“Clearly there need to be more investments,” said Miller. But he said urban-Indigenous housing is extremely complex as it touches on five federal ministers’ portfolios, and involves the provincial government.

“There shouldn’t be as much worry as I’ve heard; we’re dealing with very large sums of money that need to reflect … looking at housing from a health perspective.”

The budget also pledges $600 million for mental health and wellness, which will extend existing crisis telephone lines, and launch programs to deal with substance use and suicide prevention.

The money might help bring to reality a treatment centre for the remote Island Lake region, which has grappled with a meth crisis since a 2017 wildfire evacuation to Winnipeg introduced residents to city drug-dealers.

Members of the four reserves walked 3,000 kilometres to Ottawa in 2018, demanding a treatment centre because few feel comfortable flying to Winnipeg for rehab.

Miller said he couldn’t speak to specific projects, but said the funding should help with substance-use projects that address intergenerational trauma. He hinted Ottawa might lean on the provincial government to help fund these programs.

“There is very real demand for treatment centres across Canada, and we’ve heard that loud and clear,” Miller said.

“The hard work is now; we have to pass the budget and then work with our partners … and we need provinces to be on-board with this because we’re talking about the wellness of all Canadians.”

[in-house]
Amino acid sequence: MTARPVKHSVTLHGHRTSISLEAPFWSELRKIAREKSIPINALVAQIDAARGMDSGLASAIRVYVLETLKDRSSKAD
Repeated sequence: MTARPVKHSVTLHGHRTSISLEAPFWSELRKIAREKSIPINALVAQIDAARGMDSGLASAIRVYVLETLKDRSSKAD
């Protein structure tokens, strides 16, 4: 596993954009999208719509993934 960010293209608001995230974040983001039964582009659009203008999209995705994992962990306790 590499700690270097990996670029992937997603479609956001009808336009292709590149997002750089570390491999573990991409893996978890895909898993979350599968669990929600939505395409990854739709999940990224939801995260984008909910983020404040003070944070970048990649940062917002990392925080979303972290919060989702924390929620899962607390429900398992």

Many expect a federal election this year, though Miller said a lot of the promised funding could still flow once the budget is passed, likely before June, including through COVID-19 programming.

Manitoba leaders gave last week’s budget a warm initial reception, though all are still studying the dozens of promises.

The Manitoba Metis Federation applauded the scope of the budget and Métis-specific programming, but said it would still like separate dollars for health services.

The Assembly of Manitoba Chiefs praised the “unprecedented” scope of the budget, and urged all parties to pass the legislation quickly, but said First Nations really want cash without strings attached.

“It would be even better if the government just got out of the way and transferred our funding directly,” Grand Chief Arlen Dumas wrote, adding that the Indigenous funding pales in comparison to the overall COVID-19 supports.

Southern Grand Chief Jerry Daniels said there will still be gaps if everything in the budget is put into place, but said it was it would still have a huge impact in Manitoba.

“There are signs of a strengthened commitment by our federal treaty partner, to begin to take the necessary steps to end structural racism in federal institutions,” Daniels said Friday.

dylan.robertson@freepress.mb.ca 

History

Updated on Sunday, April 25, 2021 7:03 PM CDT: Updated to correct the $13 billion pledge to $18 billion. The additional $5 billion is for COVID support in Indigenous communities.